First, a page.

The bulky, muscular guy was hobbling – hobbling – into the pavilion at Headwaters West Saturday, the red high-heels duct-taped to his feet and the spike heels sporting halos of mud four inches up.
He may be able to bench press twice his own weight, but walking a mile in high heels had almost literally brought him to his knees.
"It actually feels better to run than walk," he explained as he performed a strange strut that somehow involved moving his legs without flexing his screaming ankles or calves.
Of course, he and the other 300 participants in the Women's Bureau's sixth annual Walk A Mile in Her Shoes event – which raises money for the bureau's REACT rape awareness program – understand that the torture of walking a mile in high heels is nothing compared to what a victim of sexual assault experiences.
"One in five women in Indiana have been a victim of sexual abuse and one in 12 men in Indiana have been," said the Women's Bureau's Lydia Priest-Ferraro. Priest-Ferraro is the group's disability outreach educator. Disabled persons are three times more likely to be victims of sexual assault, she said.
As she stood among T-shirts decorated with slogans like "Real men beat eggs," Priest-Ferraro explained that the money raised by the event allows the bureau to offer all its services free, including counseling for victims and their loved ones, a 24/7 rape crisis hotline and community outreach. The Walk A Mile In Her Shoes event has raised over $500,000 over the years.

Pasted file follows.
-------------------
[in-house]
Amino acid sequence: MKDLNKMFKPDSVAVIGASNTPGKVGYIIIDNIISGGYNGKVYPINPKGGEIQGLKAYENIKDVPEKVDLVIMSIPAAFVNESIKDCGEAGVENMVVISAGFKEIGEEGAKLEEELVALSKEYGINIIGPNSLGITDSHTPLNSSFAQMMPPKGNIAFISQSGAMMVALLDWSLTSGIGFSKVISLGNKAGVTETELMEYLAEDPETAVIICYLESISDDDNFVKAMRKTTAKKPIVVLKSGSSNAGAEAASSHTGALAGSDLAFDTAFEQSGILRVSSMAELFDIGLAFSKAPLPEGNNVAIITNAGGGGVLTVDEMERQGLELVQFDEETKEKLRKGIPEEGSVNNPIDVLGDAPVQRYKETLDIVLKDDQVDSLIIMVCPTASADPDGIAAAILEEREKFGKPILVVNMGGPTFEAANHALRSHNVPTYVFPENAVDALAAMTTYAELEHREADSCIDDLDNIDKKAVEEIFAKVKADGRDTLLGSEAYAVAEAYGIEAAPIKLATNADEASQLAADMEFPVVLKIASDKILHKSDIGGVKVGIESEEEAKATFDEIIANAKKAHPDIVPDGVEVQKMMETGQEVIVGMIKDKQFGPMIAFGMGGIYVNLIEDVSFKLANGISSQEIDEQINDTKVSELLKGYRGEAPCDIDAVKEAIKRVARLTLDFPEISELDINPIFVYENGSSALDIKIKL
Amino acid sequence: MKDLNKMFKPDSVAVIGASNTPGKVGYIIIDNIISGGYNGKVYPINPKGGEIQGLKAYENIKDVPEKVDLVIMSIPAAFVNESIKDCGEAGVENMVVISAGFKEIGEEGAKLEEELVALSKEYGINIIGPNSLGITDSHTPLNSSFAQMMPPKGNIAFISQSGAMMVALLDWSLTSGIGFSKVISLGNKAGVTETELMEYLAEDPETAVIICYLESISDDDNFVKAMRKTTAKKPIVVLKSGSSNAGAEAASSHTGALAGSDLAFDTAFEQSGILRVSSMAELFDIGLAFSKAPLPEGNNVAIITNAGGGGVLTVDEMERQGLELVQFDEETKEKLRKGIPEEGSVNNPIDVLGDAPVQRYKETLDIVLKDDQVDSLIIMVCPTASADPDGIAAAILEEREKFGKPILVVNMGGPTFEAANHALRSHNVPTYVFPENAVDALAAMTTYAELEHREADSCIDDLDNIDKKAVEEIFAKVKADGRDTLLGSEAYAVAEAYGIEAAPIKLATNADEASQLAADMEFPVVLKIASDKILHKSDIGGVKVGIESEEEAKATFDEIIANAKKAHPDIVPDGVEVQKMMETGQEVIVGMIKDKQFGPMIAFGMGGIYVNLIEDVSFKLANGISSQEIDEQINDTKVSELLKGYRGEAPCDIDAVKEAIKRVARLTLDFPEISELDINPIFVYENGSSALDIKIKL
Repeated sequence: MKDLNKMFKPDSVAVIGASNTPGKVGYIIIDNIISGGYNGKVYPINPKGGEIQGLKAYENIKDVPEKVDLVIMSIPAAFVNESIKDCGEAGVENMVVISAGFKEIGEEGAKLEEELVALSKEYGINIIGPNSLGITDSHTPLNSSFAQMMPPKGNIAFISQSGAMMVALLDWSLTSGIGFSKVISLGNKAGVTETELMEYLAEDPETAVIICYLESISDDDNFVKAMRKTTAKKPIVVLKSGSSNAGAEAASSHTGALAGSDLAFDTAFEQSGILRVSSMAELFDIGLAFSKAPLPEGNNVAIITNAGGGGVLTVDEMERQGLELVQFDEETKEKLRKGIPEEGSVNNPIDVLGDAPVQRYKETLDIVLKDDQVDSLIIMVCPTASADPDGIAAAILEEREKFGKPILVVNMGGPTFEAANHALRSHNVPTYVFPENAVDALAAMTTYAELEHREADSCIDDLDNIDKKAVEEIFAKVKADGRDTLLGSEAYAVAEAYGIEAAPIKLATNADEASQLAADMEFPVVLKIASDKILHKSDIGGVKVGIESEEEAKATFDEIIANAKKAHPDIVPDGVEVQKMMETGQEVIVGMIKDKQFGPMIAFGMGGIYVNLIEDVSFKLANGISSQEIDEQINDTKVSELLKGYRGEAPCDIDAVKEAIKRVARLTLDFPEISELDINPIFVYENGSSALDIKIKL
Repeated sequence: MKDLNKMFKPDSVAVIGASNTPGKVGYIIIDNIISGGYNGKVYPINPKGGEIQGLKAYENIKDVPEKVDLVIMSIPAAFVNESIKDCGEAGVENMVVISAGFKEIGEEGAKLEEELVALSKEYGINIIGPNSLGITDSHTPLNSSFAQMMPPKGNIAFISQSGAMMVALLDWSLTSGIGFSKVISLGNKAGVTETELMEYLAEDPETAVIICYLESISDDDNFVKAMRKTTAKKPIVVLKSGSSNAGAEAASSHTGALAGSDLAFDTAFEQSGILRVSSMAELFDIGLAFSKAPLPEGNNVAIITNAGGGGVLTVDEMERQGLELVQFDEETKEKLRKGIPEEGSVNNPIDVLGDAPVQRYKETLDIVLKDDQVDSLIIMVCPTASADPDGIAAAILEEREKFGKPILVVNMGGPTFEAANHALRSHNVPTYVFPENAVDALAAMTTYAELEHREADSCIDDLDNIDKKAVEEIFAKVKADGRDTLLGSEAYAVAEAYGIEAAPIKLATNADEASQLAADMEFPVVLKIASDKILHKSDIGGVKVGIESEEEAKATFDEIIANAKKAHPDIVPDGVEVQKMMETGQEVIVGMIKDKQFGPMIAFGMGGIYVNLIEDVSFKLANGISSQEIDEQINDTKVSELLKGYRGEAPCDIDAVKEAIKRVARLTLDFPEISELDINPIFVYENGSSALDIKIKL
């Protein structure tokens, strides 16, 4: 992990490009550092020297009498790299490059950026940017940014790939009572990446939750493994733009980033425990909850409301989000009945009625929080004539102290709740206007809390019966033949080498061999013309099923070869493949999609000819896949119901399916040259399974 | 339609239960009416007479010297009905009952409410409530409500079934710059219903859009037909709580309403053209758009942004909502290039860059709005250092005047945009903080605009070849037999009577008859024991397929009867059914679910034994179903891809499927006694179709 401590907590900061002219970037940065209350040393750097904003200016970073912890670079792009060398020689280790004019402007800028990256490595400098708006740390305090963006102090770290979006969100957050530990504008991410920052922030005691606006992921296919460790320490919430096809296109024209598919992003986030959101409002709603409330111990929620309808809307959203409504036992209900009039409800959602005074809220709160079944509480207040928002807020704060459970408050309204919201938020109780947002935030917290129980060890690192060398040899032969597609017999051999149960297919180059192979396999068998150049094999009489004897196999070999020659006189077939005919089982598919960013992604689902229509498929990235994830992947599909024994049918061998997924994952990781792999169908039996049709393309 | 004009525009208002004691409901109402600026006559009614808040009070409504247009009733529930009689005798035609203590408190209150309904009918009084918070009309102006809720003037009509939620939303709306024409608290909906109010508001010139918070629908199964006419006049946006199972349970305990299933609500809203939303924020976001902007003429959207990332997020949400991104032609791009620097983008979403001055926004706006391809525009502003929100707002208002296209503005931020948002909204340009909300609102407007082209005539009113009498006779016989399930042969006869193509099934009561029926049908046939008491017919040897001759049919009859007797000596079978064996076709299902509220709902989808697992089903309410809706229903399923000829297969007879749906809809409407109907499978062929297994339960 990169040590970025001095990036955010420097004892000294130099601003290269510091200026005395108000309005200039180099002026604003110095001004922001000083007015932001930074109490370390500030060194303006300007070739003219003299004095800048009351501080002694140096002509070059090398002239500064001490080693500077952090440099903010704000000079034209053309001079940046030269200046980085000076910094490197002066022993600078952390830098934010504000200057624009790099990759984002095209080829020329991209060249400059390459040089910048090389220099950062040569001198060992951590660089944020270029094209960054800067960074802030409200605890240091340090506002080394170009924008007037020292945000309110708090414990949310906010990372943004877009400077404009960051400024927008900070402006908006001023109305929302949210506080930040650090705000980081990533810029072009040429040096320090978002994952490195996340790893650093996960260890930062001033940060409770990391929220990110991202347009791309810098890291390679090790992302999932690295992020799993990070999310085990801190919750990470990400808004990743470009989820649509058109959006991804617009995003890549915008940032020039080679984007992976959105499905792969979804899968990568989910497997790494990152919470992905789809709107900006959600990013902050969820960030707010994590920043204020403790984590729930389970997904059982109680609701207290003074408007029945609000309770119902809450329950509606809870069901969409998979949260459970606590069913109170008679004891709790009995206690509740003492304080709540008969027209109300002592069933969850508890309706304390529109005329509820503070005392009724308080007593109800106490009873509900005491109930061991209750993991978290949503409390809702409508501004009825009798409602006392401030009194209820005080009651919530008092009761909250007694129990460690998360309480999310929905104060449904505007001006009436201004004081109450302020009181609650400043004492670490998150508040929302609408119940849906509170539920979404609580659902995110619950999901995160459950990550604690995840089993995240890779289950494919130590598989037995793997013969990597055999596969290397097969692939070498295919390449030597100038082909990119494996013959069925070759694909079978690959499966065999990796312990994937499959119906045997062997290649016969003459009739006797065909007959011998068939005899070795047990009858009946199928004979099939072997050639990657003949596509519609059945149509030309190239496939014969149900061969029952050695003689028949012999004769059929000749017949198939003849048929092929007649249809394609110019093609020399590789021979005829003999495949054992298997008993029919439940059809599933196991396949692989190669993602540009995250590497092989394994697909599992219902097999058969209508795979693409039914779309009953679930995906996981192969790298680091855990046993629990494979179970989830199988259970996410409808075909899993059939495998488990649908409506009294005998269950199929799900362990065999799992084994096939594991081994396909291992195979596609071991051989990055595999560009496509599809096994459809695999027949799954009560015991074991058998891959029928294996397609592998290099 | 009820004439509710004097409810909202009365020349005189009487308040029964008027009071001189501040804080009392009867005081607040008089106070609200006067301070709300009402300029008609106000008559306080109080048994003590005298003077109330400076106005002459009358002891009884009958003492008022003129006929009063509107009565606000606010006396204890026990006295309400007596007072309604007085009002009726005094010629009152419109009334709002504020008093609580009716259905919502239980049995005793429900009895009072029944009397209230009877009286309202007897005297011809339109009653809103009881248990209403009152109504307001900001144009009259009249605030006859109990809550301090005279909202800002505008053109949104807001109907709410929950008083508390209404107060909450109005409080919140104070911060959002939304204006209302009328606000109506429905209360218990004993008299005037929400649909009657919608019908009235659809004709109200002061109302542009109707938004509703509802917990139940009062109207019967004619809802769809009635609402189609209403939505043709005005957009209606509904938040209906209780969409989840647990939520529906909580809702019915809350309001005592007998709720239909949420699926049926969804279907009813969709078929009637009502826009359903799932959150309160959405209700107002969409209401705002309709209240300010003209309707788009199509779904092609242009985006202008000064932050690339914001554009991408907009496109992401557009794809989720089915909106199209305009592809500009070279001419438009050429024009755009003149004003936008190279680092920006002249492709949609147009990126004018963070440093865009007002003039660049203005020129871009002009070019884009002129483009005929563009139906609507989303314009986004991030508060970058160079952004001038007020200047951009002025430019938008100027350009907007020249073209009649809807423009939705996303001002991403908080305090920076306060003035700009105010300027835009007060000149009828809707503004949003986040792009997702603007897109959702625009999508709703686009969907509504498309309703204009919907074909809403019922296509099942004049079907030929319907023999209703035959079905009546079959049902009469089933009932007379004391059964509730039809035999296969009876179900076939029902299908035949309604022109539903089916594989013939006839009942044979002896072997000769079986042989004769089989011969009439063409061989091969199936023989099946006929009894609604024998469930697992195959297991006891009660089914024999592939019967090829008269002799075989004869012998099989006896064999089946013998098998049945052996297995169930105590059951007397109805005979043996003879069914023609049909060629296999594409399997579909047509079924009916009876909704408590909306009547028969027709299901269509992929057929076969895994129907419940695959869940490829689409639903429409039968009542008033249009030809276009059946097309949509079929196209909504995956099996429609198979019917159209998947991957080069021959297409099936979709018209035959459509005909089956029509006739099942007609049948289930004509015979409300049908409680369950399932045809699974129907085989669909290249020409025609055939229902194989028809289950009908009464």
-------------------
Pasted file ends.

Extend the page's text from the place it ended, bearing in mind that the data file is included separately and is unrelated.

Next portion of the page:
"Sexual assault is one of the most under-reported crimes in the country," she said. "People need to understand that if it happened to you, it's not your fault."
For participant L.J. Grayson, walking a mile in her spike heels may have helped a great cause, but it did not clear up the mystery of women's high-heeled shoes at all.
"I don't know why they wear them," he said.
Firefighter John O'Connor participated for the second year in a row, and not because he looks so good in fire-engine red heels.
"It's supporting a good cause," O'Connor said. "It was me and a couple other guys; hopefully we'll turn it into something we do every year, and we'll get more guys next year."
O'Connor said it astounds him that the statistics on sexual assault could be true.
"I couldn't imagine it. It's a crazy world," he said. "This is a big problem, and if it takes something goofy like this …otherwise, nobody's paying attention to it."